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In Praise of Slowness: Challenging the Cult of Speed (Plus) Paperback – Deckle Edge, September 6, 2005
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About the Author
Carl Honore is an award-winning journalist and author whose revolutionary first book, In Praise of Slowness, was an international bestseller and has been published in more than thirty languages. Honoré is a highly sought after lecturer who speaks around the world on slow living and the Slow Movement, and his work has appeared in publications including The Economist, Observer, The Guardian, The Miami Herald, Houston Chronicle, TIME magazine, and National Post. Honore lives in London with his wife and their two children.
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Top Customer Reviews
As one of the other readers pointed out, this is not so much a how-to guide as a cultural snapshot of some of the more absurd Western practices that have accelerated our lives to an almost ludicrous degree. (Those who have tried driving a car during lunch hour while using one hand to eat fast food and the other to return phone calls will know immediately what I'm talking about.)
I once read a review that started by listing all of the things the reader had done differently since reading the book. In that same spirit, let me tell you that since I read this book more than a month ago, I have been:
*giving myself permission to take naps and get a full night's sleep almost every night
*watching less TV and taking more walks
*making a point to cook a real dinner several nights a week, with the whole family assembled at the table
*taking breaks during the work day, which I find has actually increased my productivity
*calling old friends long-distance and reconnecting
*taken my daughter out of gymnastics to keep the family at home and unscheduled
These are not enormous changes in my life -- I was doing some of them before -- but they are important ones. What's more, they've been easy to implement. Now I need to work on not taking my laptop everywhere and telling myself it's OK not to check my work email when I've got the flu!Read more ›
So I was already in the "slow is beautiful" camp when I picked up this book. Carl Honore's well-researched and balanced look at slowing down merely confirmed what I already know: taking time to enjoy the moment, take care of one's self, nourish relationships, and just simply be still is the key to happiness and health, at least for me.
Honore starts by discussing the real downside of the Fast life: stress-related illnesses, sleep deprivation, feeling out of control, feeling rage. He then discusses the benefits of the Slow life: feeling more creative and satisfied with life, just for starters. Then he describes how people are slowing down in different aspects of life: cooking and eating, work, leisure time... Finally, he wraps it all up by asking us to evaluate ways we can slow down. The back of the book contains lots of resources to get us started.Read more ›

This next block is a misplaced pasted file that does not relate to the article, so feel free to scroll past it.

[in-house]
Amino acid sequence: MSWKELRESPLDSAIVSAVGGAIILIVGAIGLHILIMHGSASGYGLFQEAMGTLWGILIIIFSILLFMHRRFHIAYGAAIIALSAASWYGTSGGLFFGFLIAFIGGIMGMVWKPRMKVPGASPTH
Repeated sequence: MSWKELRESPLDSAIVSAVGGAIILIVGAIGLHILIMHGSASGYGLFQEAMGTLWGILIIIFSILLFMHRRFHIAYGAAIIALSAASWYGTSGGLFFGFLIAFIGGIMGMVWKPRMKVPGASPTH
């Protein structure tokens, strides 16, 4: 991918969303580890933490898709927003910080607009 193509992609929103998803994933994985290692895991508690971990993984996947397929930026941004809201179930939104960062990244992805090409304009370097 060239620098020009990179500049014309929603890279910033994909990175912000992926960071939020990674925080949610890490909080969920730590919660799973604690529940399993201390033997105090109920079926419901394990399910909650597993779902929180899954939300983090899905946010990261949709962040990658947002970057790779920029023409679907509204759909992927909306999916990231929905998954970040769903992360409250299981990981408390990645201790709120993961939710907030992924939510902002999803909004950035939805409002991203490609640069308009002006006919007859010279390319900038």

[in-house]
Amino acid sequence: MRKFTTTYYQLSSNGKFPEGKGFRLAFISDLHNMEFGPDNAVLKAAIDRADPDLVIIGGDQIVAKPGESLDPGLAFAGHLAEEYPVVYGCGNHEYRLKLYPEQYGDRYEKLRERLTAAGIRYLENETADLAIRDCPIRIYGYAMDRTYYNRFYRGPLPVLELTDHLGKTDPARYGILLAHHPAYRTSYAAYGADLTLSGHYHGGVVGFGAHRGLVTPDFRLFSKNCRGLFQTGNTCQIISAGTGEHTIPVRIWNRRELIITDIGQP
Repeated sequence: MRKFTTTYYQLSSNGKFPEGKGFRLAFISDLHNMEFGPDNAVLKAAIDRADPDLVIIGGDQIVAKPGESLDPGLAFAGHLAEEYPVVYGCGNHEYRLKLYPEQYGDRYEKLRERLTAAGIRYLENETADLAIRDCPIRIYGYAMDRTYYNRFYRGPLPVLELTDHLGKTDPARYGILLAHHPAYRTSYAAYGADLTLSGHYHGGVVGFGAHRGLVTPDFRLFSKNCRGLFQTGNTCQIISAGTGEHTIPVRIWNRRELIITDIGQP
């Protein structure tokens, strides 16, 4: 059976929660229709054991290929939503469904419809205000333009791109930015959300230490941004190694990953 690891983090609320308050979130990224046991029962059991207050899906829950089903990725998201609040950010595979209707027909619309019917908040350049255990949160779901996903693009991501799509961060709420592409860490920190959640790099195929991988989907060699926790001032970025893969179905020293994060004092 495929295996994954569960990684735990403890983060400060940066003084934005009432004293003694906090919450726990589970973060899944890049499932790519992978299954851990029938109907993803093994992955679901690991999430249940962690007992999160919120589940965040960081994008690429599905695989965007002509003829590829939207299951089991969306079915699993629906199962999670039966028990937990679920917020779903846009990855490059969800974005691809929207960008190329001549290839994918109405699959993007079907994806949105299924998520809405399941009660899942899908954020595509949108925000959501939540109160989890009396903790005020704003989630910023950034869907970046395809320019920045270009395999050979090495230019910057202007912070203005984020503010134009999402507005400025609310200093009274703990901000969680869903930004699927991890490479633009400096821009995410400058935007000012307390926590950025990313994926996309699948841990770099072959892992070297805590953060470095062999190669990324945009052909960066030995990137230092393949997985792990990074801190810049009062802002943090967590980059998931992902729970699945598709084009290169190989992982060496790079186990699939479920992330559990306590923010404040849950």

But Honore's well researched treatise provides what I believe is the first incisive overview of an important cultural phenomenon as we immerse our lives in instant online messengers, SMS thumb tribes, skipped breakfast, limp chicken sandwiches for lunch, and a bout of 'power yoga' to punctuate that little crevice of a break in the evenings..
Honore's writing style may occasionally wear a "Manifesto" dress and many of his suggestions to live a slow life may have a fairly non-trivial opportunity cost depending on where you live, but it is a very timely and wonderfully thought-provoking read nonetheless.
The concepts discussed in this book are definitely intended for mature readers and parents should think about the appropriateness of this book for younger readers. If you aren't interested in reducing the stress in your life this book probably won't interest you much, I know I was reluctant to buy it. However, it was interesting to read about some of the ways that people are trying to change the pace of their lives. Honoré's writing style is a little hit-and-miss and some parts of the book drag on much longer than they should. Nothing in this book is ground breaking and it certainly isn't a how-to manual since most of the chapters lack enough detail to make change effective. This book is a decent overview of the "Slow" movement but if you're looking for instruction look somewhere else.
Most Recent Customer Reviews
Based on this book, people work, live, and play better in slowness, explaining the benefits of doing everything at the right speed that I enjoyed very much.Published 8 months ago by Myung
I had trouble with this book and couldn't figure out whether it just didn't speak to me or that it was just a trendy book from a few years ago that doesn't seem relevant today.Published 9 months ago by P. Deley
This was such a good book to read, being in my mid twenties. After finishing it, I actually noticed a lot of things I didn't before, such as how we advertise with an emphasis on... Read morePublished 9 months ago by Courtney in Alaska
Was not my favorite book. Seems like he could have relayed his message in a couple of chapters instead of a book. He kept going over the same concept over and over again. Read morePublished 10 months ago by Barbara Galagusz
I am to the book about 30 pages and i really like this book it is keeping my interest and i am thinking about slowing down during my day, book sent on time and i nice shape too... Read morePublished 11 months ago by etastro
You will never drive to work the same way again. You will be thinking about that little, sad store you pass, and who might shop there, who owns it....... Read morePublished 16 months ago by tttiger